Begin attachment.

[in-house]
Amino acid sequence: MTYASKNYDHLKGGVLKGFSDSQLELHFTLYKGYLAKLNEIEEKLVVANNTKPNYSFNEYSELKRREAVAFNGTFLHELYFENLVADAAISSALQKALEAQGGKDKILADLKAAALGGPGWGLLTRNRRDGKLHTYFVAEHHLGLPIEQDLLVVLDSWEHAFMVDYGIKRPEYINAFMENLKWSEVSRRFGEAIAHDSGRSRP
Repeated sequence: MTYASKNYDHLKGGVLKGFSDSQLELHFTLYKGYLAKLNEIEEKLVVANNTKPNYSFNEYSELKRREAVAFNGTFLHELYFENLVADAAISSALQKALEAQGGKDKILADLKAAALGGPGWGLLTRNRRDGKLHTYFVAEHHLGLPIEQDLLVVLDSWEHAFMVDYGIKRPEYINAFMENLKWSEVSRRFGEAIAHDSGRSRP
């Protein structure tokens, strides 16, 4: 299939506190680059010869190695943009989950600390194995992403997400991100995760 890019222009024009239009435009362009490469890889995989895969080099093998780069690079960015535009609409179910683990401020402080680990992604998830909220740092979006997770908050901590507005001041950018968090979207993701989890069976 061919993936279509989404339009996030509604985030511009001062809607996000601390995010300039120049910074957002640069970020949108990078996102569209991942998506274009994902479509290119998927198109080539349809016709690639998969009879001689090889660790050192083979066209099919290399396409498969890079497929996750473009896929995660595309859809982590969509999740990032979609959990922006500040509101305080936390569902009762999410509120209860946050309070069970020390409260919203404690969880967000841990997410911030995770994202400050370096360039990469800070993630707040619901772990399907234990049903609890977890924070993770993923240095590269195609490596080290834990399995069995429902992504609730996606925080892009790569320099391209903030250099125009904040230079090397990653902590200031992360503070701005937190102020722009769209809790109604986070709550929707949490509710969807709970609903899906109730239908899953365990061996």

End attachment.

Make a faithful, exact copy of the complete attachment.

[in-house]
Amino acid sequence: MTYASKNYDHLKGGVLKGFSDSQLELHFTLYKGYLAKLNEIEEKLVVANNTKPNYSFNEYSELKRREAVAFNGTFLHELYFENLVADAAISSALQKALEAQGGKDKILADLKAAALGGPGWGLLTRNRRDGKLHTYFVAEHHLGLPIEQDLLVVLDSWEHAFMVDYGIKRPEYINAFMENLKWSEVSRRFGEAIAHDSGRSRP
Repeated sequence: MTYASKNYDHLKGGVLKGFSDSQLELHFTLYKGYLAKLNEIEEKLVVANNTKPNYSFNEYSELKRREAVAFNGTFLHELYFENLVADAAISSALQKALEAQGGKDKILADLKAAALGGPGWGLLTRNRRDGKLHTYFVAEHHLGLPIEQDLLVVLDSWEHAFMVDYGIKRPEYINAFMENLKWSEVSRRFGEAIAHDSGRSRP
């Protein structure tokens, strides 16, 4: 299939506190680059010869190695943009989950600390194995992403997400991100995760 890019222009024009239009435009362009490469890889995989895969080099093998780069690079960015535009609409179910683990401020402080680990992604998830909220740092979006997770908050901590507005001041950018968090979207993701989890069976 061919993936279509989404339009996030509604985030511009001062809607996000601390995010300039120049910074957002640069970020949108990078996102569209991942998506274009994902479509290119998927198109080539349809016709690639998969009879001689090889660790050192083979066209099919290399396409498969890079497929996750473009896929995660595309859809982590969509999740990032979609959990922006500040509101305080936390569902009762999410509120209860946050309070069970020390409260919203404690969880967000841990997410911030995770994202400050370096360039990469800070993630707040619901772990399907234990049903609890977890924070993770993923240095590269195609490596080290834990399995069995429902992504609730996606925080892009790569320099391209903030250099125009904040230079090397990653902590200031992360503070701005937190102020722009769209809790109604986070709550929707949490509710969807709970609903899906109730239908899953365990061996």